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Rock Climbing, Abseiling & Canyoning

Rock Hard | Footage Shows the Moment a Boulderer Falls and Pulls a 300-Pound Rock Down on Top of Him

“Looking down, I saw what I thought was my bone - it was actually my tendon showing.”

Photo: Brian Koralewski/YouTube Screenshot

You’re bouldering. Specifically, you’re bouldering in Little Rock Canyon in Utah. What a lovely place to be bouldering. Lucky you.

And lucky is exactly how you’re feeling as well. You’ve already smashed through a couple of bouldering problems in the great outdoors and you’ve just spotted yourself a beautiful big boulder that fits your criteria. It’s an established V6 and it’s next in line.

You slowly make your way up the boulder, one move at a time, not taking anything too fast, then hey, presto, 30 seconds later you’ve smashed it. Unfortunately, we don’t mean ‘you’ve smashed it’ in the ‘hey, you completed that pretty quickly!’ way, though.

We mean you’ve literally smashed the boulder. You almost made the top and then accidentally pulled off a 300 pound rock on the final move… and it has landed on top of you.

The damage one week after the fall… Photo: Brian Koralewski

You smashed the rock. You have quite possibly smashed your bones. Unfortunately you did not smash the route, and it doesn’t look an awful lot like the route really exists anymore. Ouch.

This is the nightmare scenario experienced boulderer Brian Koralewski faced earlier this year – and the footage, below, makes for ominous watching:

The climber, who writes about the experience in detail on his blog, highlights how his friend had climbed the boulder only a couple of months before, and says:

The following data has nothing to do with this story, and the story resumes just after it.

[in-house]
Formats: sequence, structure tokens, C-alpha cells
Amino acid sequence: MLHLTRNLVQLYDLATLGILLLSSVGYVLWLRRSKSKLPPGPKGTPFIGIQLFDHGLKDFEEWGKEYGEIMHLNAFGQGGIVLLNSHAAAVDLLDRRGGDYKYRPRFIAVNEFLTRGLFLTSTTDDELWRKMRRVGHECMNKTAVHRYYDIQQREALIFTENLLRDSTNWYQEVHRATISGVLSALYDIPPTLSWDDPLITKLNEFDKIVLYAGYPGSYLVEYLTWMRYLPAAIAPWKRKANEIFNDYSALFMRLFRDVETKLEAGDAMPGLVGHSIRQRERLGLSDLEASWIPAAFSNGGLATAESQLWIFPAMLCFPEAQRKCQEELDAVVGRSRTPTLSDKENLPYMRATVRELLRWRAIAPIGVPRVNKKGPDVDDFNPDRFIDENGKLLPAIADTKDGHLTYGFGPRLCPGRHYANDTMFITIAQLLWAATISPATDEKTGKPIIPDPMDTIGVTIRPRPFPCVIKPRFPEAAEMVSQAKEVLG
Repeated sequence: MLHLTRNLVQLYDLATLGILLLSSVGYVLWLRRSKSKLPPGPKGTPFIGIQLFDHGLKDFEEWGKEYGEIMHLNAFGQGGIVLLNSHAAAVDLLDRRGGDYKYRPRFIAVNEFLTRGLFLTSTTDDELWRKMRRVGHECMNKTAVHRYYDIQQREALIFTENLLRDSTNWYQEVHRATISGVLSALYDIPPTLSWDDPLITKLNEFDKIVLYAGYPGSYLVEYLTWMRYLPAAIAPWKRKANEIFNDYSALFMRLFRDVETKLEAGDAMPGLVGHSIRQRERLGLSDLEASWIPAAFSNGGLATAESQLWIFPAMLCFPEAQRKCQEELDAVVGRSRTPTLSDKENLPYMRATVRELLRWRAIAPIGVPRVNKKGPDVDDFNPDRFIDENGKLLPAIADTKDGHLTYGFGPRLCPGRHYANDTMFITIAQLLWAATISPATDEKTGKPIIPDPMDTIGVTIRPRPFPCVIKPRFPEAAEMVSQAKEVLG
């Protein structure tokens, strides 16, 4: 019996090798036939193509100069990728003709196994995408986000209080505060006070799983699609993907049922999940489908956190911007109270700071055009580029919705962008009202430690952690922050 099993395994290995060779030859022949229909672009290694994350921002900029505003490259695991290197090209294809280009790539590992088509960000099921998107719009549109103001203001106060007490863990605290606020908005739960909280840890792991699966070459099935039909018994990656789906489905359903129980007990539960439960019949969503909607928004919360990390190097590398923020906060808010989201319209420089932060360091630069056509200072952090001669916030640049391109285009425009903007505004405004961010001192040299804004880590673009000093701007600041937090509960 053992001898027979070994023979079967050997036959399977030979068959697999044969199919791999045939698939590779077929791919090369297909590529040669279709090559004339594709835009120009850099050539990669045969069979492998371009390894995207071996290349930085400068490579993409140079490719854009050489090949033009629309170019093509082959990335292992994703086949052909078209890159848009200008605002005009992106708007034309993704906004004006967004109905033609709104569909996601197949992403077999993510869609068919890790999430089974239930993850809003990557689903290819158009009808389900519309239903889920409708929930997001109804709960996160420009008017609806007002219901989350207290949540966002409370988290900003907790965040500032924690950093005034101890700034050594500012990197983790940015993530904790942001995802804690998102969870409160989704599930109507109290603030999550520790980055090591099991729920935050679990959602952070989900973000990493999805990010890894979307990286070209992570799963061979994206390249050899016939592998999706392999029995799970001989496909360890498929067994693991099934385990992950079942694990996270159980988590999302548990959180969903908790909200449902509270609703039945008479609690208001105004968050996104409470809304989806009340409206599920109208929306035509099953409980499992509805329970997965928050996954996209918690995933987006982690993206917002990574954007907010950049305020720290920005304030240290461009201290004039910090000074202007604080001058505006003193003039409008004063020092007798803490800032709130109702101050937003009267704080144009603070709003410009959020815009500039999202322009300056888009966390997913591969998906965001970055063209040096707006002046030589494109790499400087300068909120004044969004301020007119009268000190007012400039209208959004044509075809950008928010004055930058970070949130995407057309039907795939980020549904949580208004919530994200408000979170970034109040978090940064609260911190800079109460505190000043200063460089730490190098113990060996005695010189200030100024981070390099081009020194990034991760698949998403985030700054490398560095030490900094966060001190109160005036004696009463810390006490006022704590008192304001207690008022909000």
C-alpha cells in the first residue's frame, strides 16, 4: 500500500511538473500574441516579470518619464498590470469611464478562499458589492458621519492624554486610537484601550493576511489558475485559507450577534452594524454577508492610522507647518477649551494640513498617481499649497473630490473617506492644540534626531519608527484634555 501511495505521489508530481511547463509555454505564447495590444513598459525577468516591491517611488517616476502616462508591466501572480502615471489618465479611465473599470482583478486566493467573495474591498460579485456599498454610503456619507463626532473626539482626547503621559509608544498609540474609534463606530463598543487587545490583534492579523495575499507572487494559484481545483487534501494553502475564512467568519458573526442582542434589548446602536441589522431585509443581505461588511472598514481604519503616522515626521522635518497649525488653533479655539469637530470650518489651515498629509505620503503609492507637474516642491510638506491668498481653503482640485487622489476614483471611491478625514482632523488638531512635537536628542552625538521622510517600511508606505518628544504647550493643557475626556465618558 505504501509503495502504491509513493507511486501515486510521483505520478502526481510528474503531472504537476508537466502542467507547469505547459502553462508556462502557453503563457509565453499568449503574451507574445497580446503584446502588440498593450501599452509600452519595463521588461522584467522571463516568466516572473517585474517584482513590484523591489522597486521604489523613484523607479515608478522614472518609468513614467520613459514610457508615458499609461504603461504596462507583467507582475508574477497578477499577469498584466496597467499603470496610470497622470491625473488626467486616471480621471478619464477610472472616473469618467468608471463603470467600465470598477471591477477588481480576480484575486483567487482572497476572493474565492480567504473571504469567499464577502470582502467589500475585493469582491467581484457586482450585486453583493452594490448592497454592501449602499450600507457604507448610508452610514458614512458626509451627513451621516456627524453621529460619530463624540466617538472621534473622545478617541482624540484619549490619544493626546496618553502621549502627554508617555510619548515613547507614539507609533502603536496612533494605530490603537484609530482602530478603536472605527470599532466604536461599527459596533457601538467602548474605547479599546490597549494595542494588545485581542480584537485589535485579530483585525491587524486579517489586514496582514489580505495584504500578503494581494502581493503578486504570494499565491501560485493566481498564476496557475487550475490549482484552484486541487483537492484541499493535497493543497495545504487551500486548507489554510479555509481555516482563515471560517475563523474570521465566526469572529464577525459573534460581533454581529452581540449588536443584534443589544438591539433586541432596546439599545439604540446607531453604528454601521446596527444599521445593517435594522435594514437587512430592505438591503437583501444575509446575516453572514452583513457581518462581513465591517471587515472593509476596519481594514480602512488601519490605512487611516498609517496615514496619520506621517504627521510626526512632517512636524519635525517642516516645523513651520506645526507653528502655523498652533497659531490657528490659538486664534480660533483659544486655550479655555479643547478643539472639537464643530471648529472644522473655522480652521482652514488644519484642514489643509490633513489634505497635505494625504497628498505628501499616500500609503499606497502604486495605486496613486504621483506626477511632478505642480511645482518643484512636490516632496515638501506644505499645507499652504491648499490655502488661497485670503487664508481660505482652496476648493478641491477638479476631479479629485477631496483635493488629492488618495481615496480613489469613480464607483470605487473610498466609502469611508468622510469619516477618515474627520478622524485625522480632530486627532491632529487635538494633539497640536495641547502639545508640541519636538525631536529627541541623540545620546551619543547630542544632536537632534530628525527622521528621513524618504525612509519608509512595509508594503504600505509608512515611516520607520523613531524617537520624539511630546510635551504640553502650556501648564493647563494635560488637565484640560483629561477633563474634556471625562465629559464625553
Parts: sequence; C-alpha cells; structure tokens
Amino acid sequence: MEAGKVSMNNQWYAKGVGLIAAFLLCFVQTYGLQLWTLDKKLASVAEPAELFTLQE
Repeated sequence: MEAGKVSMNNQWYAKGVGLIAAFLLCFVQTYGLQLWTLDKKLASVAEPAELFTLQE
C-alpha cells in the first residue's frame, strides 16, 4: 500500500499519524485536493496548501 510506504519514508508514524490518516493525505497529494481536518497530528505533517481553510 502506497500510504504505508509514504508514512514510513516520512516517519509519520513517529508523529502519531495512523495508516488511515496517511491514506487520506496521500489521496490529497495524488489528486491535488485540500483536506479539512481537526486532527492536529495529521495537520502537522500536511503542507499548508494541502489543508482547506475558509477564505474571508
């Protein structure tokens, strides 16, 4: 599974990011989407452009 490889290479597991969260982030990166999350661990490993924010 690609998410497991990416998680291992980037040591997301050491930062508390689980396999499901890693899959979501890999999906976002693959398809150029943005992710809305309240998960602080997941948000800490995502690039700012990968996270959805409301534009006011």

“The low point of the rock breakage is about 10 feet high. The rock weighs approximately 300 lbs. I must have lucked out and got an indirect, partial impact of the rock. The falling weight/force of the rock on impact was about 3300 lbs.”

Brian in hospital. Photo: Brian Koralewski

Still, he wasn’t that lucky. He was able to hike back to his car – though it took 25 minutes when it would normally take five (and obviously only because he’s hard as nails) – and drive out to get care, but only with a sustained broken fibula, laceration requiring six stitches, a partial tear of a tendon and scrapes and bruises for his efforts.

We imagine he was feeling that one for weeks if not months to come.

“Looking down, I saw what I thought was my bone – it was actually my tendon showing.”

Koralewski: “I landed on my pads, and quickly moved the rock off of my lower leg. After a minute of intense pain, I gathered my thoughts and realized that the remaining pain was all concentrated in my lower leg. Looking down, I saw what I thought was my bone – it was actually my tendon showing.

“I then tried to stand up to see if I had any broken bones. It didn’t hurt any worse to stand. I packed up my pads and belongings and started to make my way down to the trail. I quickly realized that I was more hurt than I thought and that bringing my stuff was not viable.”

The blood after the fall. Photo: Brian Koralewski

Koralewski underwent surgery and his leg was looking pretty gnarly for weeks following the incident. You can see plenty of images of his condition after the fall over on his blog. They don’t make for the most pleasant viewing!

After 3 weeks… Photo: Brian Koralewski

He was climbing alone, but while we’re sure he’s learned a lot from this, we’re happy to hear he planned to continue to climb even after the accident.

After 5 weeks… Photo: Brian Koralewski

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